(EnviroNews Utah) – It’s coming down to the wire on what some are calling the most critical environmental issue in Utah state history. Republican Governor Gary R. Herbert is poised to sign off on what has now been coined the Snake Valley Water Grab, which aims to ship off as much 43 billion gallons of water per year, to neighboring Nevada for use in one of America’s most environmentally ill-conceived cities.
The agreement on the table between Utah and Nevada, the two driest states in the country would aim to siphon off up to 132,000 acre feet of precious water per year from Utah’s Snake Valley, and pump it South down a 285 mile long pipeline into water-thirsty Las Vegas. The 15 billion dollar pipeline proposal is being called nothing more than a “drinking straw” that would serve to rob precious water from a dry and ecologically sensitive area, in order to ship it to a place that many conservationists say, should have never been built in this location in the first place.
The greasewood plant is the glue if you will, that holds the desert floor together in the arid Northern Great Basin, and scientists warn that draining the ancient aquifers under the Snake Valley in Western Utah could render the area devoid of this, and other critical vegetation. The annihilation of native foliage would likely and subsequently result in the creation of a massive and deadly dust bowl, positioned upwind from densely populated areas along the Wasatch Front in Northern Utah.
This past winter, cities along the Wasatch Front were plagued with the worst air quality in the United States making headlines around the nation and the world. Some experts are sounding the alarm and claiming that the subsequent dust bowl that would ensue from draining the aquifers under the Snake Valley could set off an environmental disaster of unparalleled magnitude for the Salt Lake Valley . Resultant dustbowl disasters from water diversion projects in Owens Valley, California, and the Aral Sea in Uzbekistan are being cited as examples of what to expect if the precious liquid in these critical aquifers is sold to water-hungry Las Vegas for the purpose of ensuring dozens of golf courses stay green, and casino water fountains keep flowing.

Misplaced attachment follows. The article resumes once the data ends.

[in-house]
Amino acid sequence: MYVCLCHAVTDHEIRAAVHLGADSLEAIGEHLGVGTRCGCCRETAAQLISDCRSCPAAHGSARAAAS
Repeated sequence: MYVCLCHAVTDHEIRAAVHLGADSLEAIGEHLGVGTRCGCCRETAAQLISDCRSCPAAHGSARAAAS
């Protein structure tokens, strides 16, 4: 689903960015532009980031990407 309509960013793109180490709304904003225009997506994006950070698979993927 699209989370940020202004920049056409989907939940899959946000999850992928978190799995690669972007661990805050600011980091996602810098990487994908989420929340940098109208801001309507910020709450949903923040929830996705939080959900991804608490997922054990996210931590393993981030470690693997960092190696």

Dr. Brian Moench, and the Utah Physicians for a Healthy Environment have championed the voice of opposition in regards to the Pipeline Agreement, a massive environmental issue that until recently has remained relatively quiet in the media. Moench said this in a recent op-ed in the Deseret News:
“The 15 billion dollar straw is only a one time source of water. Once the aquifers have been depleted, in 50 years they’ll have an even worse water deficit than they have now, because Las Vegas will be even bigger, but with no more water than when they started. Longterm, it is a recipe for disaster for both Nevada, and Utah.”
So if this “water grab” is achieved and a large dustbowl area is created, just what’s in this dust, and what does it all mean for residents in Utah’s most densely populated areas? Air pollution activists along the Wasatch Front say that if water-tables in the West Desert are drained, the impact on Utah’s already crisis-level air pollution would be devastating, and contained within that dust would be harmful metals, thousands of bacteria and viruses, and even potentially deadly radioactive isotopes.
Moech and the Utah Physicians for a Healthy Environment have put forth a phone drive encouraging Utah residents to swarm the phone lines of Utah’s pro-industry Governor in an effort to encourage Herbert to say “NO” to the pipeline agreement. The physicians group was seeking to achieve a minimum of 5,000 calls to the Governors office before April, 1st, as the Governor recently announced to the public that he would make a decision by that date, conveniently enough, April Fools Day.
As has been reported by multiple news organizations in Nevada and beyond, in the spirit of “Sin City”, Las Vegas decided to wage a high stakes bet many years ago. They wagered to perpetuate growth beyond their Colorado River water allowance in a bet that they would be able to sure up deals to buy and import water from neighbors down the road. Well, “down the road” has now arrived and the cards that will reveal weather Vegas’s all-in water bet is flop or flush, are about to be turned over. The card Vegas is hoping to draw is one that bears the signature of Utah Republican Governor Gary Herbert’s signature on the Las Vegas/Snake Valley Water Pipeline Agreement. Considering the track record, and the history of Utah’s pro-industry governor on issues of big money versus the environment, it seems likely that Herbert will succumb to the pressures of short term economic benefit, over long term concerns to the environment, local ecology, and human health. It also seems that Utah will see if the joke is on them come April Fools Day of 2013.